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Is Degenerative Disc Disease Just Part of Getting Older?

Is Degenerative Disc Disease Just Part of Getting Older?

There’s no getting around the fact that aging can exact a physical toll — the wear-and-tear on your body over the years will leave its mark. To illustrate this point, about 90% of people over the age of 60 have some degree of degeneration in the 23 intervertebral discs in their spine.

Whether this degeneration leads to symptoms is another story.

As spine health experts, the team here at Texas Spine Consultants — Michael Hennessy, MDChester Donnally, MDHeidi Lee, MDAndrew Park, MD, and Robert Viere, MD — is well versed in degenerative disc disease (DDD) and here’s what we know.

A matter of time

Your spine is made up of 33 vertebrae that stretch from the base of your skull down to your pelvis. This column of bony structures includes 23 intervertebral discs that act as spacers, shock absorbers, and they also facilitate movement.

Each of these discs features a tough outer layer called the annulus fibrosus and a jelly-like interior called the nucleus pulposus. 

With age and wear-and-tear, a degenerative cascade can occur. First, the tissues can naturally lose moisture, causing them to become more brittle and flatter. This, in turn, can allow some of the disc material to leak out, which is what occurs when you have a herniated disc.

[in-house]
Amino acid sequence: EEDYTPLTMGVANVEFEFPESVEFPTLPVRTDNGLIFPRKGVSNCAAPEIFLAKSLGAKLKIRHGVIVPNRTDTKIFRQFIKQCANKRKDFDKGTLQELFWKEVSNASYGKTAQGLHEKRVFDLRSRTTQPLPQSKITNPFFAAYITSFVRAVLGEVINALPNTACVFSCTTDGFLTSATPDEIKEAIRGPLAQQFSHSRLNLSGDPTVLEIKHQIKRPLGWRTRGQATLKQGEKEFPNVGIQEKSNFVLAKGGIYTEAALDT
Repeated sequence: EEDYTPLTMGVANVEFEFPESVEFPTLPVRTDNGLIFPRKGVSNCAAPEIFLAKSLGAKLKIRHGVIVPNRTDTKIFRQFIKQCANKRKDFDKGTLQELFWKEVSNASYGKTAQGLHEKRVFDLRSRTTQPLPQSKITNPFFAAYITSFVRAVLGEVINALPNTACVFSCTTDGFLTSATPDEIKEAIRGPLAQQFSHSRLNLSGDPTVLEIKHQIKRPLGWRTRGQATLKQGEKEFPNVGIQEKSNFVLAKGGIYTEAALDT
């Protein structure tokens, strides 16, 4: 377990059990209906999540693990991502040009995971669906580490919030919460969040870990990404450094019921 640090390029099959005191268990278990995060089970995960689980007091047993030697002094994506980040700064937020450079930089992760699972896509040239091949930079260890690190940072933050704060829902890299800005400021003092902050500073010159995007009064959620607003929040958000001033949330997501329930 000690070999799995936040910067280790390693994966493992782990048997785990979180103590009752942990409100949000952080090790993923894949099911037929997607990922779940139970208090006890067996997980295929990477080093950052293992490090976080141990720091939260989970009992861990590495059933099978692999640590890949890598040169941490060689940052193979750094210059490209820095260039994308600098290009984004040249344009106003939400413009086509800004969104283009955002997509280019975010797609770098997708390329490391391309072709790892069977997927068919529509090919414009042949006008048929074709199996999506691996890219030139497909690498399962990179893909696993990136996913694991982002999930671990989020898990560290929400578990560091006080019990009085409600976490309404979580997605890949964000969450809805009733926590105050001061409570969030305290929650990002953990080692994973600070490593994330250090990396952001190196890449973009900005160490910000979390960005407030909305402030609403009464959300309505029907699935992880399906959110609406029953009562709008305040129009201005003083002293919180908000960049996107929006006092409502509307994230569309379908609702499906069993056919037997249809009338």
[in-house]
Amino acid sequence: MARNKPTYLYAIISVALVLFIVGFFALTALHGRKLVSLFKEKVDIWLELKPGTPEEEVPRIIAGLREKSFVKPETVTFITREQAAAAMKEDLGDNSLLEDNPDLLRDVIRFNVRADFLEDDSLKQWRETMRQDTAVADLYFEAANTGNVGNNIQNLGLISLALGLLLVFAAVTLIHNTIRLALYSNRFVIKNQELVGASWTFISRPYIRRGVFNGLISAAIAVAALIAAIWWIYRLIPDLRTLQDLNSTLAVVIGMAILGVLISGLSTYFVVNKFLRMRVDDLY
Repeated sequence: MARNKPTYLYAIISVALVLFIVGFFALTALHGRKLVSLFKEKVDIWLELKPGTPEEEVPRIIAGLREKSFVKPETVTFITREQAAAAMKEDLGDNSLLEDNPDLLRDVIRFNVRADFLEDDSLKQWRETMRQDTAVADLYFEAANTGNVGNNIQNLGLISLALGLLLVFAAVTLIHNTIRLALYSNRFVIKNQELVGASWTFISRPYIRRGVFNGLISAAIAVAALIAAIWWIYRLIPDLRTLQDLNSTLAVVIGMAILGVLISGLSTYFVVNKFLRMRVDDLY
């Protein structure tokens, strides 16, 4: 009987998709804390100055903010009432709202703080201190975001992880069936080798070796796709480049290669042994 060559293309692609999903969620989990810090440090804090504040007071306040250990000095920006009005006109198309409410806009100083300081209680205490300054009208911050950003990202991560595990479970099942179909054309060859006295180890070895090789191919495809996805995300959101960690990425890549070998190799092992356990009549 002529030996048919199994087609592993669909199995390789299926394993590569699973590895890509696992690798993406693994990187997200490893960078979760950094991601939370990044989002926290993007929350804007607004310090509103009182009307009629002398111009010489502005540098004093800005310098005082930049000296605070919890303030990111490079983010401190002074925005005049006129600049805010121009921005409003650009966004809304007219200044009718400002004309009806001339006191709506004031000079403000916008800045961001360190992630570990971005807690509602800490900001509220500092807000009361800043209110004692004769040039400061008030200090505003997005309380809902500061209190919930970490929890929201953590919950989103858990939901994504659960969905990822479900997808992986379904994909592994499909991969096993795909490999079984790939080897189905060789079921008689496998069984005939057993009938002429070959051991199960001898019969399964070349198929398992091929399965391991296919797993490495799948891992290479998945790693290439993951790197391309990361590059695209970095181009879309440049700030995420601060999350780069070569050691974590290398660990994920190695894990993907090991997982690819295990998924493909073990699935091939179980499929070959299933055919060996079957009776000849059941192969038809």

Of course, not everyone gets to the point of a herniated disc, but most people do experience degenerative changes in their discs. In fact, degenerative disc disease isn’t really a disease at all, but a natural part of aging.

When disc degeneration becomes problematic

Despite the fact that most everyone’s discs succumb to some degree of wear-and-tear, not everyone develops symptoms.

When DDD leads to symptoms, it’s usually because the disc material has pushed out of its space and its irritating or compressing a nearby nerve root. This usually happens in your lower back or beck, two areas of your spine that enjoy the most movement and palace the most stress on the discs.

You can also experience symptoms if the discs wear down and your vertebrae rub together, which can lead to bone spurs that can irritate nerves.

In either case, nerves are being irritated, which means that you’ll likely experience symptoms such as pain, numbness, tingling, and weakness. And these symptoms might be local (in your neck or back) or they might radiate down into an arm or leg, as well.

Treating disc degeneration

In the early stages of symptomatic DDD, we like to treat the problem conservatively with rest followed by targeted strengthening exercises that can help to support your spine in the absence of healthy discs.

Should these conservative efforts fail, we offer surgical solutions, such as spinal decompression and fusion surgery. 

So, if the natural degeneration in your spinal discs starts to create problems, there are ways in which we can help, and the earlier we can intervene, the better.

For expert diagnosis and treatment of degenerative disc disease, please contact one of our offices in Addison or Plano, Texas, to schedule an appointment with one of our spine specialists. 

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